ian (sparkle_debacle) wrote,

I love the Victoria and Albert

As you saw in my last entry (not counting the oeufs), I went to London the week before last. Besides going to that concert, I went for a fine day at Kew Gardens, and another fine day at my beloved Victoria and Albert museum (or the V&A for short). I always fine much to beguile me there, no matter how many times I go there. Whereas the National Gallery is my favourite museum/gallery in London, I already feel like I know it inside out, but the V&A keeps on giving of its plenty, ever-changing displays and all. And besides, while the National Gallery has awe-inspiring works of pictorial genius (I associate it most with Holbein's "Ambassadors"), the Victoria and Albert has objects ranging from works of that level of inspiration down to stuff that somehow seems of more practical instruction to the artist who cannot dream of ever scaling those Olympian heights. Planned as a museum to educate the British worker, artisan and craftsperson in the art of design, whatever field they worked in, to make the country and all its buildings and objects beautiful. So it's full of things that just set ideas ticking in my head that can be applied to the comics page, or to applied arts. And yet it also has lots of Rodin statues, (cast of some of his major works, and some less well known) which I spent a long time gazing at and sketching. Also had a long look at the Raphael tapestry cartoons. I am no fan of Raphael, but I respect his achievement, and am impressed that these huge, full coloured works of distemper on paper survive and can be seen in a free London museum (displayed majestically in a very quiet, the crowds that usually gather around important High Renaissance works conspicuously absent).

I went to all three exhibitions that were on. The  interactive "Decode: Digital sensations" exhibition was interesting. The "Horace Walpole: Strawberry Hill", was not too impressive, (second rate artefacts and paintings from the famous dilletante's collection) though it suggested that a visit to the actual Strawberry Hill might be more so. But the major exhibition was the wonderful quilts exhibition. It contained many curious and beautiful quilts from the last three hundred years, interspersed with some specially commissioned ones by modern artists.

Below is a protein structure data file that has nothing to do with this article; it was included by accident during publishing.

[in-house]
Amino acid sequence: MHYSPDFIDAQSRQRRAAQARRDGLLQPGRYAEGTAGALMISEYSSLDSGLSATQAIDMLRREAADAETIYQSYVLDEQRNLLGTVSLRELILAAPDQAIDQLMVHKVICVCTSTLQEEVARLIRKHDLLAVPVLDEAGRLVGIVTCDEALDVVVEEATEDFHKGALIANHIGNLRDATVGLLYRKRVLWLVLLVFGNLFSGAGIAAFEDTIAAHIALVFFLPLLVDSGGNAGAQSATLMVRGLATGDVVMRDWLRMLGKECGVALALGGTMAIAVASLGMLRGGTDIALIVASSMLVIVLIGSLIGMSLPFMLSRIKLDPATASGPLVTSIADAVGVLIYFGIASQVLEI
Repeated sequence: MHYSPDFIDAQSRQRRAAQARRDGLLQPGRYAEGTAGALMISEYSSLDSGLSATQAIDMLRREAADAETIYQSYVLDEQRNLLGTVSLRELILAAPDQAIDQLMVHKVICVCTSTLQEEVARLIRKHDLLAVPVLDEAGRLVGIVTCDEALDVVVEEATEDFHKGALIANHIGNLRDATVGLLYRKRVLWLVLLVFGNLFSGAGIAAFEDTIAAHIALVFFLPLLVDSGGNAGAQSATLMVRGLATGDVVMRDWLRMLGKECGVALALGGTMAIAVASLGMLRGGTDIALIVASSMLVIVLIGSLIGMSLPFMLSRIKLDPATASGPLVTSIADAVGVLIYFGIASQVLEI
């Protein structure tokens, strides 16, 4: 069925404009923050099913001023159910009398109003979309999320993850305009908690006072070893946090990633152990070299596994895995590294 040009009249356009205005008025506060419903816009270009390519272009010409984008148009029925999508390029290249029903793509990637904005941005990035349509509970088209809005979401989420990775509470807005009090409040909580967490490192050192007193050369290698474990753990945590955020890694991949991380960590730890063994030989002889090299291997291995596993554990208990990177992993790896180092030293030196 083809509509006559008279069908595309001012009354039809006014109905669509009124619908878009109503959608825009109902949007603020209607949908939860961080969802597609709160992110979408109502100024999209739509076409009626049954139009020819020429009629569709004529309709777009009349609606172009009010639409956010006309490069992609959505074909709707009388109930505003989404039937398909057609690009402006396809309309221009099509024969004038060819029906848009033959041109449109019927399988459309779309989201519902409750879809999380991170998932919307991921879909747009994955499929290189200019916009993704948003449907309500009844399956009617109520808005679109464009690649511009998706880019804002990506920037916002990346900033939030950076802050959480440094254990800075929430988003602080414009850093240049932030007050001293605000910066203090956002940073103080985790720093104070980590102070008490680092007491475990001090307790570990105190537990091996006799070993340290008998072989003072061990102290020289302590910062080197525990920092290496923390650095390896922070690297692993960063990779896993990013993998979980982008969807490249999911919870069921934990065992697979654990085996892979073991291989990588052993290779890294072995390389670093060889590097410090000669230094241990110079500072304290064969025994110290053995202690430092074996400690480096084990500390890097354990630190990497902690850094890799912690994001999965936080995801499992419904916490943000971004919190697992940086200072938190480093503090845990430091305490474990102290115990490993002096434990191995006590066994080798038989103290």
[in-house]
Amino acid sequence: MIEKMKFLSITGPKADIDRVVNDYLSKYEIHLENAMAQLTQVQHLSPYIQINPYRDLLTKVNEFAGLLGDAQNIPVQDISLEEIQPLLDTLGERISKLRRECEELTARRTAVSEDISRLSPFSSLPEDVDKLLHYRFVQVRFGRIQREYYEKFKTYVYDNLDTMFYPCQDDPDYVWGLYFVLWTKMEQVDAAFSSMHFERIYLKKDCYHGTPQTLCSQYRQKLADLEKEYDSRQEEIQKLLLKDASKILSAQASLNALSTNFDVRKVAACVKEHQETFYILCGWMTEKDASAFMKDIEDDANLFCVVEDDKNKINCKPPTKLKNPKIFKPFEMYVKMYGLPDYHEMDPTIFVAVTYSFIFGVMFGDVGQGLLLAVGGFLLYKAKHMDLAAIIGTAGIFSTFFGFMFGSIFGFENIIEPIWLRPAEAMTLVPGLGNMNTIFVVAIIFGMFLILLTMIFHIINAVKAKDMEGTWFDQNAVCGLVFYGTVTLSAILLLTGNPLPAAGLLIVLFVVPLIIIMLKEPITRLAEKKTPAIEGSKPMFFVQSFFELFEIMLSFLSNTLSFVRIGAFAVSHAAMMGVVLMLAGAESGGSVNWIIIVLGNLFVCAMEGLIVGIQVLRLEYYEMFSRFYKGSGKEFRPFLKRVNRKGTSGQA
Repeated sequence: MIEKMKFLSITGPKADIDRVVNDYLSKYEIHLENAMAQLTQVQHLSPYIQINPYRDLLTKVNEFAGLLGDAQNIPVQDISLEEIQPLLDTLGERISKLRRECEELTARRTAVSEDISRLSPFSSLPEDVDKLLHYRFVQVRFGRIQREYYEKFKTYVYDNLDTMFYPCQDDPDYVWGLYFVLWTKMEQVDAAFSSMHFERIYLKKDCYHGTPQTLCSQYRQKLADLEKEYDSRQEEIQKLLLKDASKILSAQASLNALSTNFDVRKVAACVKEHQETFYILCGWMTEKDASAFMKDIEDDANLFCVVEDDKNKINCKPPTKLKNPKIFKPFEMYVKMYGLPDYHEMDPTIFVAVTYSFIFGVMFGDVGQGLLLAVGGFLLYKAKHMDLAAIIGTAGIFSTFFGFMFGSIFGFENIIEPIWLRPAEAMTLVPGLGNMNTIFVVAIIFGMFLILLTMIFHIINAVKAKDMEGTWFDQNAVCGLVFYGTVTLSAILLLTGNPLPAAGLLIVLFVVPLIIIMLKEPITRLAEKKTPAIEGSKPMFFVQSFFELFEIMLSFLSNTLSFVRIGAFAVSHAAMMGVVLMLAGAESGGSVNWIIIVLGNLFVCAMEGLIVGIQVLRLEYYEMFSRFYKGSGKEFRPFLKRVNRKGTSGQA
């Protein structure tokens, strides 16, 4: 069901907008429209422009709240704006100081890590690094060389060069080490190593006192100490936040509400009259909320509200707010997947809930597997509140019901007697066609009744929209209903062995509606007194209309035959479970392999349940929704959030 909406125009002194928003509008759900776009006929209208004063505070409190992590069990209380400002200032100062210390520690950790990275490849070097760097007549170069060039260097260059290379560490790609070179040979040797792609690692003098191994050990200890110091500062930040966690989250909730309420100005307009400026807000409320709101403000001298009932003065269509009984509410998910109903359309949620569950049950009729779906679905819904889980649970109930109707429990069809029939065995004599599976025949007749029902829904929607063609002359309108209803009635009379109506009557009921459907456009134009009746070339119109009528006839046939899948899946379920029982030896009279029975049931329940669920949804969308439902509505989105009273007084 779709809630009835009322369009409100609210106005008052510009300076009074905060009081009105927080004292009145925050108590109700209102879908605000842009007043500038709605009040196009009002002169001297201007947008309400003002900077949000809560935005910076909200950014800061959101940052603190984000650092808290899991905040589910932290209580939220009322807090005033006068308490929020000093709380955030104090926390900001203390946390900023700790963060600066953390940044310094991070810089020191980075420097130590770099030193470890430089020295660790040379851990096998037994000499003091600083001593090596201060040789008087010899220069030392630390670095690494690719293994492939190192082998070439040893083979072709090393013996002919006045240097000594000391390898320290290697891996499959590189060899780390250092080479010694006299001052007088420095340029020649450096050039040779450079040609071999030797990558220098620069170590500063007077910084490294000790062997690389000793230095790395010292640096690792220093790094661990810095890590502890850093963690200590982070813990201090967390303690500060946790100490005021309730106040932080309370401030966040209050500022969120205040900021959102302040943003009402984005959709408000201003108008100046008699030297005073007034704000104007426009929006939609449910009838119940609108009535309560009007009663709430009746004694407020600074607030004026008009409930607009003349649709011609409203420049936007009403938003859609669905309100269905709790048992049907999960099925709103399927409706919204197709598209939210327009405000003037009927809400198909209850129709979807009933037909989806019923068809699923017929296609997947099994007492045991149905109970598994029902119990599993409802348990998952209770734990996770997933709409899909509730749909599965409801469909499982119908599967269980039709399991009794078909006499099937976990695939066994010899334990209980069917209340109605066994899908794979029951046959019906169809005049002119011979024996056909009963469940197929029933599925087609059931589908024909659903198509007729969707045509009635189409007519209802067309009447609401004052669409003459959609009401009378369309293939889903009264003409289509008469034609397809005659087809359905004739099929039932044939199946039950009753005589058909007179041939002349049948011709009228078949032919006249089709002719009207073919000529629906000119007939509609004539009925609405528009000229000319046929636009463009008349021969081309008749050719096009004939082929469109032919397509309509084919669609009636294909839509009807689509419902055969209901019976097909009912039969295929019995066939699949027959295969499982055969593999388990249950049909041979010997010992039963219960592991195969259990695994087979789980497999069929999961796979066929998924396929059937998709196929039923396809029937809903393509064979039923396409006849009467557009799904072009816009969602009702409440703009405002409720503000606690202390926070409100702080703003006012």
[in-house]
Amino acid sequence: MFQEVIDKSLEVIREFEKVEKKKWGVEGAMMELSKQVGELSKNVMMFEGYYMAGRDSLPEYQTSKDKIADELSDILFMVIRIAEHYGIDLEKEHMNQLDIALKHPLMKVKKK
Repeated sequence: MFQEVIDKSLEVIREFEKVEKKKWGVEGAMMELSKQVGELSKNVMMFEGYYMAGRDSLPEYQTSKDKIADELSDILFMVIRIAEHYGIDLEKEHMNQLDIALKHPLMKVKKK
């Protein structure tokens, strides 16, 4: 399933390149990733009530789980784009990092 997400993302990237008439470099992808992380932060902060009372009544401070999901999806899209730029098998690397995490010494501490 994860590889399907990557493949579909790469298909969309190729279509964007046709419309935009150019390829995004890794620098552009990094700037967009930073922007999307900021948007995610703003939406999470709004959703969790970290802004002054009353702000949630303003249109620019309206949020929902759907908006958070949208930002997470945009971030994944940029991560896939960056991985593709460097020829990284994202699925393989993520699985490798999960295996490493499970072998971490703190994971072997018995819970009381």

ere's one called The ABC of courtship:

Here's one by one Ann West from 1820:
It is a coincidence that these two postcards that happened to be on sale in the shop happen to have a similar colour scheme and style. Really, this was one of the most varied of exhibitions, with constant surprises. I highly recommend it to everyone.

Spending most of the day at the V & A, I had refreshments in the William Morris-designed room, sketching all the while. This and the adjacent Gamble and Poynter rooms were the first museum restaurant in the world. I was excited to eat in the William Morris room, surprised that, far from having to pay extra to eat there, it was actually almost empty as most people chose to eat in the modern white-walled corridor amid more light. It was indeed dark in there, but very stately.

while I was in Kensington, I also had a look at 1a Scarsdale Villas, former home of Michael Flanders and setting of this monologue. It was a very nice street, but there was no Pembroke Arms, no mind-bogglingly steep camber nor any bite taken out of the pavement. Most shocking of all, no blue plaque. Then I went to see the exhibition of Richard Hamilton political art at the Serpentine gallery in the middle of Kensington gardens (which meant I did the Kensington-Kew double). The exhibition was mostly very disappointing, though politically laudable. I poked my head in the National History Museum but went straight out again, not enough mental energy left by that point
Tags: art, craft, rodin
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